Five Reminders during Mating Season
We should know the fertility of both horses.
Also, picking the right mate partner is a must. You must know that both horses should be fertile before breeding them.
If your mare is low infertile, it’s best to choose a stallion that has a high fertility history. If a stallion has good fertility, the mare can be then mated 48 or even 72 hours before ovulating.
Breeding to a less fertile stallion may result in intensive veterinary care for the mare. This is because the veterinarian must watch for signs of imminent ovulation. Testicular size determines sperm production capability. Stallions with larger testicles have a larger daily output of spermatozoa.
Make sure the mare is in heat.
This is to prevent anger and to save time and energy. Also this is to protect people and other horses from the wrath of an unwilling mare.
Reduce the horses’ stress.
Mating or breeding can be stressful for some horses. Stress can interfere with fertility. Young mares or former race fillies are usually stressed when leaving home. Some of the horses have separation anxieties from stablemates. They got stressed when traveling and frequent veterinary exams. Also, mating with a stallion that does not belong to the herd can be a problem. Stallions are usually stressed if they have to compete with others during courtship.
Cut as many stress factors as you can. Transport young mares with stablemates. You can bring them to the stud farm several days before breeding. This is so they can get accustomed to their surroundings. Also, reduce the stallion’s workload whenever workable. Give him regular days off from breeding to rest.
Prepare the horses physically and mentally
Have them dewormed before mating. Parasites interfere not only with fertility but also with its attraction to others. Before breeding season, have them checked in your local vet. Any chronic health issues or reproductive problems should be then addressed.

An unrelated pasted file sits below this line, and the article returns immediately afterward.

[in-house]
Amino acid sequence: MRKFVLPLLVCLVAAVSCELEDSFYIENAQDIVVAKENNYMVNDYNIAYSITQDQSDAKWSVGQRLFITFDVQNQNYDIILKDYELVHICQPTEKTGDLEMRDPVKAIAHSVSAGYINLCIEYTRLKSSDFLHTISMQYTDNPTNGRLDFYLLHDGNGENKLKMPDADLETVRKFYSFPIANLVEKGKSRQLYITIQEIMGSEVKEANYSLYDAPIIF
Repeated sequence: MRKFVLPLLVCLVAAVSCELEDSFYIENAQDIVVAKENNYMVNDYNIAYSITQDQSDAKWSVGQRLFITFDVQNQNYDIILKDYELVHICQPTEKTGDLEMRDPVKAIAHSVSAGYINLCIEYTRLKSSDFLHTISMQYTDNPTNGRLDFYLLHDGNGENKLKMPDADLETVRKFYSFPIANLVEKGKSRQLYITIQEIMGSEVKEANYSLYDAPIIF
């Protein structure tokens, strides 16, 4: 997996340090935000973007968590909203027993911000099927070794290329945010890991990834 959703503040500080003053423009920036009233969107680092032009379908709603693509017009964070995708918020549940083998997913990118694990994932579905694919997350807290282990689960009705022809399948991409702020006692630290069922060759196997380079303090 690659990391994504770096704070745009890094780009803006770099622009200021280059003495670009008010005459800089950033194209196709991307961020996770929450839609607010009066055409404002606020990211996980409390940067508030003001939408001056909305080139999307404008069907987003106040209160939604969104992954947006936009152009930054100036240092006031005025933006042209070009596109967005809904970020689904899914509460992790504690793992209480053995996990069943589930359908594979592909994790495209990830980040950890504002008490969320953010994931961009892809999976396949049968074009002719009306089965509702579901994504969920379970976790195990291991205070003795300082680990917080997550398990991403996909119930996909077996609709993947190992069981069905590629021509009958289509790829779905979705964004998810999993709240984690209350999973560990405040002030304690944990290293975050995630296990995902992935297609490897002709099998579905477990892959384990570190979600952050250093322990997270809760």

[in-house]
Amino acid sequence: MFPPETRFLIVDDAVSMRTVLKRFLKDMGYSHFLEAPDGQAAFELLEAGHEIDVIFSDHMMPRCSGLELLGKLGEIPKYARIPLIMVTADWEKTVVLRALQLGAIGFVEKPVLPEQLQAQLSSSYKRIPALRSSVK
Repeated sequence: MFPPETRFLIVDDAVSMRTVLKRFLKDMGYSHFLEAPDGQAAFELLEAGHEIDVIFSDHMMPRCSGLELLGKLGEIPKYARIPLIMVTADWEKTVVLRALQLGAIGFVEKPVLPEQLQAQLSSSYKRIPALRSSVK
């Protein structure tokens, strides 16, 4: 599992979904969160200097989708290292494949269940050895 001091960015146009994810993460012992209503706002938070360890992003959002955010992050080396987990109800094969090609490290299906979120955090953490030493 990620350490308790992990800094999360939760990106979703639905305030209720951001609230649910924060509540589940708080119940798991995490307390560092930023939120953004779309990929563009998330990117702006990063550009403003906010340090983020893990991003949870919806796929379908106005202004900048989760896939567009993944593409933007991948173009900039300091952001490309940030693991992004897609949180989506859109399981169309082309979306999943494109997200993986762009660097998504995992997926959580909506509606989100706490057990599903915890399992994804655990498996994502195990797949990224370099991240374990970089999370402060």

Understand the horses’ natural behavior.
Allow the horses to do whatever their mating rituals are. Let them do what is normal. If the stallion shows poor behavior during courtship, then let them act like that for a while. Restricting something normal might cause your stallion to lose interest in breeding. This will also lead to develop libido problems.
We also recommend letting the horses stay close to each other for a few minutes after mating. This maintains the social bond. Thus, this gives time for the stallion to recover.
Horses are not monogamous animals. These pairs of horses do not establish lifelong relationships. They can mate any horses every breeding season. Also, it is always interesting how horse courtship exudes elegance and complexity.
I’m Allison, born and raised in San Diego California, the earliest memory I have with horses was at my grandfather’s farm. I used to sit at the stable as a kid and hang out with my Papa while he was training the horses. When I was invited to watch a horse riding competition, I got so fascinated with riding!